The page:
New Management Strategy of PDA for VLBW Preterm Infants
Patent ductus arteriosus (PDA) is one of the most common complications in premature infants. Successful pharmacological closure of PDA with indomethacin was first reported in 1976. Since then indomethacin treatment has become the standard or prophylactic treatment for clinically significant PDA in premature infants. Clinically there is a high incidence of complications associated with indomethacin treatment, including hypoglycemia, necrotizing enterocolitis, GI bleeding, extension of IVH. More recently, ibuprofen has been shown to be effective for the closure of patent ductus arteriosus in premature infants without reducing mesenteric, renal, or cerebral blood flow.Ibuprofen has been shown to close the ductus in animals without reducing cerebral,intestinal or renal blood flow. Furthermore, ibuprofen enhanced cerebral blood-flow autoregulation and had some neuroprotective effect. In recent years, our strategy of PDA treatment for ELBW infants was essentially early targeted indomethacine treatment depending on echocardiographic shunt flow pattern of PDA. (Arch Dis Child 1997;77:F36-F40. Acta Paediatr Tw 1998;39:33-7. and Arch Dis Child 1999;79: F197-F200.) By this regimen, infants will be eligible for the study if their birth weight less than 1000 gm and if they had PDA without other structured cardiac anomaly confirmed by echocardiography shortly after birth (as close as possible to12 hours). After parental informed consent is obtained, infants will be randomly assigned to two groups based on a double-blined design. INDO group will receive echocardiographic assessment at interval of 12-24 hours or clinically necessary, and if the PDA had pulsatile or growing flow pattern, indomethacin is given; if the PDA had flow patterns other than growing or pulsatile pattern, no treatment is given. The subsequent dose of indomethacin is according to the echocardiographic flow patterns at interval of 24 hours from the last dose. When indomethacin was fail to close after the first course, the second course of another 3 doses of indomethacin or ibuprofen will be given. In spite of infants of INDO group or IBUO group, if PDA fail to close after 2 courses of treatment, surgical ligation of PDA would be considered according to the infant’s clinical condition. Our historical data showed that the incidence of complication was about 30%. Permitting 5% chance of type I error and 20% of type II error and an absolute reduction of the incidence by 20%, 30 infants in each group is needed to detect a difference. Primary outcome of the assessment is the closure rate of PDA and the incidence of death or pulmonary hemorrhage. Secondary outcome is IVH or PVL, NEC, oliguria and CLD. We expect that, by using this treatment regimen, a high PDA closure rate can be achieved and the survival of very premature infants may be increased.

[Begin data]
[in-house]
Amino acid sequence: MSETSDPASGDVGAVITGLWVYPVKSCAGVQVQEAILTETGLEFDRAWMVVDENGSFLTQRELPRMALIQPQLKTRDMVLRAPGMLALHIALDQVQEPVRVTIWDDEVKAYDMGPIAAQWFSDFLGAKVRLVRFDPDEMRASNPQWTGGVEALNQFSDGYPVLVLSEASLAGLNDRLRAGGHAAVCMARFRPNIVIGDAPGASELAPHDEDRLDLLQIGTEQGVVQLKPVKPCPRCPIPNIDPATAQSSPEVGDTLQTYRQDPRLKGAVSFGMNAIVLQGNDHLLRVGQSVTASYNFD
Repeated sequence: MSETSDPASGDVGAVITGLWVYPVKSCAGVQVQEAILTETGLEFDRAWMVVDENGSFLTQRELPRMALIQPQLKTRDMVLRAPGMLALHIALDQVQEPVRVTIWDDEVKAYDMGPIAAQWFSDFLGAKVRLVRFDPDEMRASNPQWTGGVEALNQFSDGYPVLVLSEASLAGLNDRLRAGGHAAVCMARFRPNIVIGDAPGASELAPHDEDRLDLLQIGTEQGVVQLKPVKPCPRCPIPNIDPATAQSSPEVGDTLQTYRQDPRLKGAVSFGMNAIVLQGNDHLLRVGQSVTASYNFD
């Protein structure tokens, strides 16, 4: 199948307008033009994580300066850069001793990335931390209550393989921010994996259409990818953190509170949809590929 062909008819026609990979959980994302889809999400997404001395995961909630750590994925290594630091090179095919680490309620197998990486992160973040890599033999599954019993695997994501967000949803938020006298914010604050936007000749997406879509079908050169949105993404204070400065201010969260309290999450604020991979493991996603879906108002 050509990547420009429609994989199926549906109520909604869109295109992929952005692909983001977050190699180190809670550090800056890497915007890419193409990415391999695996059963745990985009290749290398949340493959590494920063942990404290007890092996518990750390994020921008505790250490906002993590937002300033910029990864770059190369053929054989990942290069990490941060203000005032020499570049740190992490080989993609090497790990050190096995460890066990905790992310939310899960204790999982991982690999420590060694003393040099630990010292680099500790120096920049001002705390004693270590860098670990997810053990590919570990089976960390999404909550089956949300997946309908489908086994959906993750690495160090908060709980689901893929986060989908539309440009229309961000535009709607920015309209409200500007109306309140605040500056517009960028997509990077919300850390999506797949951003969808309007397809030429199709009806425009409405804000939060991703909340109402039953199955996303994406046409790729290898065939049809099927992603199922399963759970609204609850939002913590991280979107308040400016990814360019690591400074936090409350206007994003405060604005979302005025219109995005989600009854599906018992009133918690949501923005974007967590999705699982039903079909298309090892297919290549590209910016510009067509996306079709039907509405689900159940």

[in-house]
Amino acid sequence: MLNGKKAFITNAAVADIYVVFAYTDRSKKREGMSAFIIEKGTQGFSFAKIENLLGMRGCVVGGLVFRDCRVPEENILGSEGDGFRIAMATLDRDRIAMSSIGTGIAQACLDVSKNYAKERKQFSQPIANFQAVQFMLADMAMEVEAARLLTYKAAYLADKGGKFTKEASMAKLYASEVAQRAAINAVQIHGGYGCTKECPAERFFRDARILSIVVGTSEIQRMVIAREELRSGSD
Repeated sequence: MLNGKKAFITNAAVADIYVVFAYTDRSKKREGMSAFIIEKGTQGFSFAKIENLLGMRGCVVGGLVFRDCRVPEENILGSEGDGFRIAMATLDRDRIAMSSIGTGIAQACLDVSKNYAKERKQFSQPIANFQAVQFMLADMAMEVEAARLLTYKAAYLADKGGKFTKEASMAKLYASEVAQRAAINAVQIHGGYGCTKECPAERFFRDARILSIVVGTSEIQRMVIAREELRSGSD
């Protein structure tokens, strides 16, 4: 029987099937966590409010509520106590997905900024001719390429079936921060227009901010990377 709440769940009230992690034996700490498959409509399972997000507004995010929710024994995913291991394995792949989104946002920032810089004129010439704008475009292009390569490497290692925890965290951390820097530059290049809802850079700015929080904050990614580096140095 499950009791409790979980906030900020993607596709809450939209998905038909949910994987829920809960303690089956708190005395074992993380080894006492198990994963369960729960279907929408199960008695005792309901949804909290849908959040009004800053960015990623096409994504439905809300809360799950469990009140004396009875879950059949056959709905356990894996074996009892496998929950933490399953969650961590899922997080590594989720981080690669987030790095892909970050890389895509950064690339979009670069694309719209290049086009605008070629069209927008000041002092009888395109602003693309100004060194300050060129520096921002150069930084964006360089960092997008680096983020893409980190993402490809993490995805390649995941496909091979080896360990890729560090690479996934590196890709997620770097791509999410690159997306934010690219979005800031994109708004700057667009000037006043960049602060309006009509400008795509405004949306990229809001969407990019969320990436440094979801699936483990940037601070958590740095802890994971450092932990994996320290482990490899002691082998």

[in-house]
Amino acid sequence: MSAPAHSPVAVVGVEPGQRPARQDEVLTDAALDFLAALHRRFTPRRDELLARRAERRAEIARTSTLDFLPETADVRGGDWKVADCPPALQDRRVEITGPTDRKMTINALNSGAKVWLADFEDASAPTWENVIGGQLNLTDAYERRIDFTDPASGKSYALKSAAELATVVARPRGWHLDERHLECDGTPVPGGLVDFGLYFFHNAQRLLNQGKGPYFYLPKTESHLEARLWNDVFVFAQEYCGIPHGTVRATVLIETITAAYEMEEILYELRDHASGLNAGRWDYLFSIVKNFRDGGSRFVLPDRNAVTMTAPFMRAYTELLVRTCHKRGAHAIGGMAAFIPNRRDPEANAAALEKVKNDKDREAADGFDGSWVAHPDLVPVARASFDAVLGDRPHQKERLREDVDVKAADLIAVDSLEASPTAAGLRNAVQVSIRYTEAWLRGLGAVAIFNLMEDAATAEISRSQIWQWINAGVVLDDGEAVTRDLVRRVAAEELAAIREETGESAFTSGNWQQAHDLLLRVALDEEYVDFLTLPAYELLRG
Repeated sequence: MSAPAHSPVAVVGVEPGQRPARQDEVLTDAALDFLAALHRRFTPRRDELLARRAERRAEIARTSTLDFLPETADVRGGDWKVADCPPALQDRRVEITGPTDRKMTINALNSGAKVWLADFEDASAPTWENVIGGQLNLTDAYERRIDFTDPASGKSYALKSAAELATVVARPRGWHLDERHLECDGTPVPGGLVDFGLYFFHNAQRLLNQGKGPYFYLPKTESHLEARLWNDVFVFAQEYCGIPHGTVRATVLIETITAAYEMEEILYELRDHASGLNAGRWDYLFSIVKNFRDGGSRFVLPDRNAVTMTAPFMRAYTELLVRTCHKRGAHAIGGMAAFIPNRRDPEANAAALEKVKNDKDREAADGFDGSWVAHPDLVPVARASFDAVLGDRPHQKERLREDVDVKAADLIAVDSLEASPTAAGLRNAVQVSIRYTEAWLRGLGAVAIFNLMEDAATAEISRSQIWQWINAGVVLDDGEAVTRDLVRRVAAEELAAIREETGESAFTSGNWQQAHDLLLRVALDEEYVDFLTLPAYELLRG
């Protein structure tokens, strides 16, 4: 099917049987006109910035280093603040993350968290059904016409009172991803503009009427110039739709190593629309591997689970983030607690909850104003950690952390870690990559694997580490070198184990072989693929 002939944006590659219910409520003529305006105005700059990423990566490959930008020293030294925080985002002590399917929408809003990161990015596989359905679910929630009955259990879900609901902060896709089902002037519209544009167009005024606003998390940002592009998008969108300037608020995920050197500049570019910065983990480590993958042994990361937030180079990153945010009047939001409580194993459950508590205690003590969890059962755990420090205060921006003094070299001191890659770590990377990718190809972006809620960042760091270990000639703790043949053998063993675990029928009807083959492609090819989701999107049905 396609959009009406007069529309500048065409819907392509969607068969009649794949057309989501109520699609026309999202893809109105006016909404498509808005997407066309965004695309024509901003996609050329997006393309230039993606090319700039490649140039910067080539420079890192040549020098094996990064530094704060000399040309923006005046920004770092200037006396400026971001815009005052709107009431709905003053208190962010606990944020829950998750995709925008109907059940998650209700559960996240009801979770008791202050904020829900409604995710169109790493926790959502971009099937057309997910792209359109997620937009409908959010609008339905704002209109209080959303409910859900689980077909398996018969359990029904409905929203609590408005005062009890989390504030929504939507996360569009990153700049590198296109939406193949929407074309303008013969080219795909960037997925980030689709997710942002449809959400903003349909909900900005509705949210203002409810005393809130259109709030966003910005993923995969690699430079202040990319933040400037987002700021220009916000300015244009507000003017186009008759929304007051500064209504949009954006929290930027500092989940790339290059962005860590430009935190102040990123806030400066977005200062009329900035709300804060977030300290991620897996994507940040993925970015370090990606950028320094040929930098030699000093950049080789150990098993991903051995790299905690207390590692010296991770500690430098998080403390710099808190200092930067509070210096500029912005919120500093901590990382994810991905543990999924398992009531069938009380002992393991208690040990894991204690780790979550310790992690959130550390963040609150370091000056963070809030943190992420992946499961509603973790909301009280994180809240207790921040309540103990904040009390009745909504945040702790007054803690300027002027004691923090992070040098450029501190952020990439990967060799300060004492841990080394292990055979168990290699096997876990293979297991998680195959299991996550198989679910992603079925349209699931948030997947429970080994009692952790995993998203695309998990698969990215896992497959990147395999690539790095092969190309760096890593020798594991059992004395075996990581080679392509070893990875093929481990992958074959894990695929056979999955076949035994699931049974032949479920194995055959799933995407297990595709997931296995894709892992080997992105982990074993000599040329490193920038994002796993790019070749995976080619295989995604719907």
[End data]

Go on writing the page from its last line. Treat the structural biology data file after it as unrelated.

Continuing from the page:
|Study Design:||Allocation: Randomized
Endpoint Classification: Safety/Efficacy Study
Intervention Model: Parallel Assignment
Primary Purpose: Treatment
|Official Title:||New Management Strategy of PDA for VLBW Preterm--Comparison of Indomethacin and Ibuprofen|
- Primary outcome of the assessment is the closure rate of PDA and the incidence of death or pulmonary hemorrhage.
- Secondary outcome is IVH or PVL, NEC, oliguria and CLD.
|Study Start Date:||March 2005|
|Estimated Study Completion Date:||June 2006|
Patent ductus arteriosus (PDA) continues to be one of the most common problems in premature infants. Delayed closure of PDA can impaired renal function with oligouria.The complications are correlated with the serum concentration of indomethacin, because the safe therapeutic range of serum concentration of indomethacin is very narrow. Therefore, if we could try another way such as Ibuprofen to close the PDA, then we can prevent more complications from indomethacin. We expect that, by using this treatment regimen according to the echocardiographic flow patterns, a high PDA closure rate can be achieved and the survival of premature infants may be increased.
|China Medical University Hospital|
|Taichung, Taiwan, 404-08|
|Principal Investigator:||Tsu-Fuh Yeh, MD||China Medical University Hospital|